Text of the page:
Ankara’s intervention in Libya fueled a fresh debate in European and Middle Eastern capitals on Turkey's role in the world. Reflecting the view that Turkey has evolved into a more powerful player, that discussion has two dimensions: First, it concentrates on the concrete shifts in the balance of power in Syria, Libya and the Eastern Mediterranean. At the same time, it is a propaganda war with lots of speculation about "real" intentions. It would be impossible to make sense of Turkey’s most recent moves, capabilities and objectives without distinguishing those two aspects.
Turkey has been following a two-track foreign policy for the last two decades. On the one hand, Turkey has been following an Ankara-centered and relatively independent foreign policy. After the collapse of the bipolar world, Turkey, similar to many other countries, has been trying to increase autonomy in its foreign policy.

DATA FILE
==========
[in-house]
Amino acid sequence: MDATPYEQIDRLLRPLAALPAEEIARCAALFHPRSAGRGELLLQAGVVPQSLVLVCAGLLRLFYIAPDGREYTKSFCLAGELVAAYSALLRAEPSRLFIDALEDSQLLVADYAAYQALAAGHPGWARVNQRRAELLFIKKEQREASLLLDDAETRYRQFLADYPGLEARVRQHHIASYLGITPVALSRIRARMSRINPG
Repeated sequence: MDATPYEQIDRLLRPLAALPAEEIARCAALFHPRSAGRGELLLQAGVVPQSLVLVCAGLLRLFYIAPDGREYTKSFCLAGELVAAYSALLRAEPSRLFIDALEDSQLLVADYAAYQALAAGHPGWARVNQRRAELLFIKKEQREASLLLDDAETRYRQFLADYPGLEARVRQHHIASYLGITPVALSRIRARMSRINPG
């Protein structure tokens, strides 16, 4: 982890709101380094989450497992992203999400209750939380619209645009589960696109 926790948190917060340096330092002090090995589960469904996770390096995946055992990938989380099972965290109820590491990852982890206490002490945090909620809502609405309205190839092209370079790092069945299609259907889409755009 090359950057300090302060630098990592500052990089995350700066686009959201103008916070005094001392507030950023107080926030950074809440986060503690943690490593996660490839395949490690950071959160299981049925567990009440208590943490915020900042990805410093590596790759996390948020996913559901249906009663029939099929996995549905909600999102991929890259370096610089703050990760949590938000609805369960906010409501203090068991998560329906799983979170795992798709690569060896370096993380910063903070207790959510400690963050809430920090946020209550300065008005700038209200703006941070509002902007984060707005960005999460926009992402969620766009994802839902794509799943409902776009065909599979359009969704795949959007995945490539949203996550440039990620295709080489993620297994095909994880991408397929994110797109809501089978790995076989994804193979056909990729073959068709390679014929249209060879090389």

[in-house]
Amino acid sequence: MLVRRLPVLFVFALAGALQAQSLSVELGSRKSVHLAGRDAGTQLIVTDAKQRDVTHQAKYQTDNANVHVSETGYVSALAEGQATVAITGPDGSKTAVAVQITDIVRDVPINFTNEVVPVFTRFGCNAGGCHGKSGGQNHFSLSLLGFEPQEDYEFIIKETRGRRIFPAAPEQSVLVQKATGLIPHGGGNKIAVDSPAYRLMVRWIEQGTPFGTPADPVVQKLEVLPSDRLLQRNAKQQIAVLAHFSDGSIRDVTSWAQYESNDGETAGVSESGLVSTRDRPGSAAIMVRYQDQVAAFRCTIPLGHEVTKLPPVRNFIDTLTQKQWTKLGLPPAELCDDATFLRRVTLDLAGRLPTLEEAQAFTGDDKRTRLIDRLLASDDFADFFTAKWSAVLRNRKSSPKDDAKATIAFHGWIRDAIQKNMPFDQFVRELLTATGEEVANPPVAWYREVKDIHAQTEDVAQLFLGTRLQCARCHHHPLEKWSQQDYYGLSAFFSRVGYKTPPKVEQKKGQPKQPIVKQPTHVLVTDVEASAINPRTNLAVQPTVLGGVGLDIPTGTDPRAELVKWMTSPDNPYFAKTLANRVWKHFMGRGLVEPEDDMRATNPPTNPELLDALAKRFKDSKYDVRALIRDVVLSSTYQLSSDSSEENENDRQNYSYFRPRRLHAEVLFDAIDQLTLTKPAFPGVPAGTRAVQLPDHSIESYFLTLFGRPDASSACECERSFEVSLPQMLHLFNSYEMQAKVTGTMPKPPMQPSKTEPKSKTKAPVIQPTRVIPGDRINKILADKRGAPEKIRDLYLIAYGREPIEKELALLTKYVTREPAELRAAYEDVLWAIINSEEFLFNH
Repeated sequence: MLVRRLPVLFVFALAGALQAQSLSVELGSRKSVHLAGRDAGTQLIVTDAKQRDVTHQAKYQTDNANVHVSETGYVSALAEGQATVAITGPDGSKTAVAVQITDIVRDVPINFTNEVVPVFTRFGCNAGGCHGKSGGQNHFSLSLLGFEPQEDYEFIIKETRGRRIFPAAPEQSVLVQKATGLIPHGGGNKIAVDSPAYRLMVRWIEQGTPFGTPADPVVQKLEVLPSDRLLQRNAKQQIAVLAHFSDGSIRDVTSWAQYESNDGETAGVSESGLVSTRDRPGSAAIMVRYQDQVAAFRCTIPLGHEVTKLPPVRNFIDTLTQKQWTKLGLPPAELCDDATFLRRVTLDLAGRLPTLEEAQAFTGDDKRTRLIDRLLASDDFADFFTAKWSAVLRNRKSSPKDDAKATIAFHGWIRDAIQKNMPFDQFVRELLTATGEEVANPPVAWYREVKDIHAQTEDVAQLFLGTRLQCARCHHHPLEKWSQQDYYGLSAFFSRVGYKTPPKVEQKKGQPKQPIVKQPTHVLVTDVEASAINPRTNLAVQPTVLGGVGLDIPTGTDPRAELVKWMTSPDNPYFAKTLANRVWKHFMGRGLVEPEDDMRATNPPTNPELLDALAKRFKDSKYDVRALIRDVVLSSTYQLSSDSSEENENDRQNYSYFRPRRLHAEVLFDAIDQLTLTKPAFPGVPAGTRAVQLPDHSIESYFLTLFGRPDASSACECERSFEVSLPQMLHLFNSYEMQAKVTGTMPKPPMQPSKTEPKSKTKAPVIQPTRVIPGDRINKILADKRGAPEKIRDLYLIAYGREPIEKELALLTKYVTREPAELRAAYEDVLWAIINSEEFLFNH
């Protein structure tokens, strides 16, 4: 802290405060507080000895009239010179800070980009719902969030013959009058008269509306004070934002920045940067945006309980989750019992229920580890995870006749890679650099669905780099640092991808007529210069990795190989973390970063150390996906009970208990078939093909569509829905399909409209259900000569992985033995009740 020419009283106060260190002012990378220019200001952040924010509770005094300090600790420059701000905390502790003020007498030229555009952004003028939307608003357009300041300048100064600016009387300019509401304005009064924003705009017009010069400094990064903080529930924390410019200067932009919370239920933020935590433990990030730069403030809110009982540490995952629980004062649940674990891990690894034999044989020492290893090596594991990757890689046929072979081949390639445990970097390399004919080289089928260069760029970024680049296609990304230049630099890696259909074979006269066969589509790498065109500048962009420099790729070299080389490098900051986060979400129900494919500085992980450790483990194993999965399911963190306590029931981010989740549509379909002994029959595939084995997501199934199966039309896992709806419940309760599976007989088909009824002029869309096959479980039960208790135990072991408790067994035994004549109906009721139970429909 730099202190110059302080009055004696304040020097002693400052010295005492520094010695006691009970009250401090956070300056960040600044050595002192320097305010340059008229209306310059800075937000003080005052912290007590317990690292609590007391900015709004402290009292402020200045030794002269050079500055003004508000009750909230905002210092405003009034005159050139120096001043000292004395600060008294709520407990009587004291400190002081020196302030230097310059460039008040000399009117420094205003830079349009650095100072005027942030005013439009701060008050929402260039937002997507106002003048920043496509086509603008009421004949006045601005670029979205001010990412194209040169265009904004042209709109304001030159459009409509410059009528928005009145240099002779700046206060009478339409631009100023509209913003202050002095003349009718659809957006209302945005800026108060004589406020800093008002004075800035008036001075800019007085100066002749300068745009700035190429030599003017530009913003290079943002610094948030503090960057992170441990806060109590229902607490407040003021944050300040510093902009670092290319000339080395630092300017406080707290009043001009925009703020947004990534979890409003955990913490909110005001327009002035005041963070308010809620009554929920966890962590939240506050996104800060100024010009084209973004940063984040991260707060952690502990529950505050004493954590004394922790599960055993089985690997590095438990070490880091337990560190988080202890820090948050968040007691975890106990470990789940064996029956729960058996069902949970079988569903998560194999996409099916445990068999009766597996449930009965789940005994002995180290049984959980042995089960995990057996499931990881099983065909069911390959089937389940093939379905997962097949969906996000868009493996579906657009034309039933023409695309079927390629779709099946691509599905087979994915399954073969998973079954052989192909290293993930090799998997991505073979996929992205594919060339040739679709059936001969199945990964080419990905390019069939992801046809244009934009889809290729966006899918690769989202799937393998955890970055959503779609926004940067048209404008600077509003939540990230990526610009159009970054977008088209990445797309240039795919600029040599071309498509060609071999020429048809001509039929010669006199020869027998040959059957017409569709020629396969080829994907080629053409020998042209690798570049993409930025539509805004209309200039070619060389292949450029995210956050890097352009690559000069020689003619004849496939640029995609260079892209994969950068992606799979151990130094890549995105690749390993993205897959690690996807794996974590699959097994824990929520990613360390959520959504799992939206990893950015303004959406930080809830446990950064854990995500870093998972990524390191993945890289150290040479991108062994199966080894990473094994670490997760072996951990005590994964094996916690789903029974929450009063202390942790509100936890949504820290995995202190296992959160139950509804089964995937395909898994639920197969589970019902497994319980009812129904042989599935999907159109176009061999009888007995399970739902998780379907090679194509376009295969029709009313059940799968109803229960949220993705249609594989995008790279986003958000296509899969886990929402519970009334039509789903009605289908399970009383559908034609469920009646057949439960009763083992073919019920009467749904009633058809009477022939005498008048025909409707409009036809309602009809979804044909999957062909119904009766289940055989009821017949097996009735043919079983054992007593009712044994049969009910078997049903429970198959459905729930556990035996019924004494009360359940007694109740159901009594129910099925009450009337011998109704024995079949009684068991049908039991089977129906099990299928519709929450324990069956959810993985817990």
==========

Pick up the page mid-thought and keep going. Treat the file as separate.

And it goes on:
Since the beginning of the coronavirus crisis a lot of countries and international institutions failed in the test of containing and managing this crisis. Among these, were the most advanced nations, economic powerhouses of the world and the most sophisticated regional organizations.
It's fair to say the world is more than fixated on the COVID-19 outbreak. The fear of illness unites us all. We are watching the virus spread and adapting our daily lives by taking precautions accordingly. Society’s current concern over contracting the disease is unlike that of any previous security concern
Turkey faces growing pressure to retreat from three locations: Idlib, where Turkish forces are trying to prevent a humanitarian catastrophe; Libya, with which the Turks concluded a defense pact; and the Eastern Mediterranean, where Turkey is defending its rights under international law.